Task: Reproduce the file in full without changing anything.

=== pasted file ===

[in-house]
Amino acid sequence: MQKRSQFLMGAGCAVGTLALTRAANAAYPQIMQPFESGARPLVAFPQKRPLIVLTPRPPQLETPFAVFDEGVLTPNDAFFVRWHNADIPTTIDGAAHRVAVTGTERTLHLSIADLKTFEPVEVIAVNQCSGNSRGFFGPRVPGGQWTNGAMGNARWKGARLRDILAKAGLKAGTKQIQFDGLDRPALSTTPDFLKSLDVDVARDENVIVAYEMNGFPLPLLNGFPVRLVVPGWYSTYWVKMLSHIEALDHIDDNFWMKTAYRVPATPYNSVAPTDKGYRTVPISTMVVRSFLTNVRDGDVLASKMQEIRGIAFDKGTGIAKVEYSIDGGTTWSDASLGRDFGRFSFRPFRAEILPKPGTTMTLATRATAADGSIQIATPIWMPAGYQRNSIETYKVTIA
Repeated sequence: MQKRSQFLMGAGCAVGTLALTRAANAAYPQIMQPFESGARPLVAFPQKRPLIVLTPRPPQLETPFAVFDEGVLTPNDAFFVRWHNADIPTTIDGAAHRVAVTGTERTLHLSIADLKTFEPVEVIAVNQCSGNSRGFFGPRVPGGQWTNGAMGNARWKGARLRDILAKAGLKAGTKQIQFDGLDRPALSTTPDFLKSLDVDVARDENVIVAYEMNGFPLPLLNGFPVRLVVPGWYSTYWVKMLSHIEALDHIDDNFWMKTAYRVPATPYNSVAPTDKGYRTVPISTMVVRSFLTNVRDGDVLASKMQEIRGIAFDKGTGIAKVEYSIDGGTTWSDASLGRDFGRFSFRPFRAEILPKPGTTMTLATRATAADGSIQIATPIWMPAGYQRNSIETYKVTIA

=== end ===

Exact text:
[in-house]
Amino acid sequence: MQKRSQFLMGAGCAVGTLALTRAANAAYPQIMQPFESGARPLVAFPQKRPLIVLTPRPPQLETPFAVFDEGVLTPNDAFFVRWHNADIPTTIDGAAHRVAVTGTERTLHLSIADLKTFEPVEVIAVNQCSGNSRGFFGPRVPGGQWTNGAMGNARWKGARLRDILAKAGLKAGTKQIQFDGLDRPALSTTPDFLKSLDVDVARDENVIVAYEMNGFPLPLLNGFPVRLVVPGWYSTYWVKMLSHIEALDHIDDNFWMKTAYRVPATPYNSVAPTDKGYRTVPISTMVVRSFLTNVRDGDVLASKMQEIRGIAFDKGTGIAKVEYSIDGGTTWSDASLGRDFGRFSFRPFRAEILPKPGTTMTLATRATAADGSIQIATPIWMPAGYQRNSIETYKVTIA
Repeated sequence: MQKRSQFLMGAGCAVGTLALTRAANAAYPQIMQPFESGARPLVAFPQKRPLIVLTPRPPQLETPFAVFDEGVLTPNDAFFVRWHNADIPTTIDGAAHRVAVTGTERTLHLSIADLKTFEPVEVIAVNQCSGNSRGFFGPRVPGGQWTNGAMGNARWKGARLRDILAKAGLKAGTKQIQFDGLDRPALSTTPDFLKSLDVDVARDENVIVAYEMNGFPLPLLNGFPVRLVVPGWYSTYWVKMLSHIEALDHIDDNFWMKTAYRVPATPYNSVAPTDKGYRTVPISTMVVRSFLTNVRDGDVLASKMQEIRGIAFDKGTGIAKVEYSIDGGTTWSDASLGRDFGRFSFRPFRAEILPKPGTTMTLATRATAADGSIQIATPIWMPAGYQRNSIETYKVTIA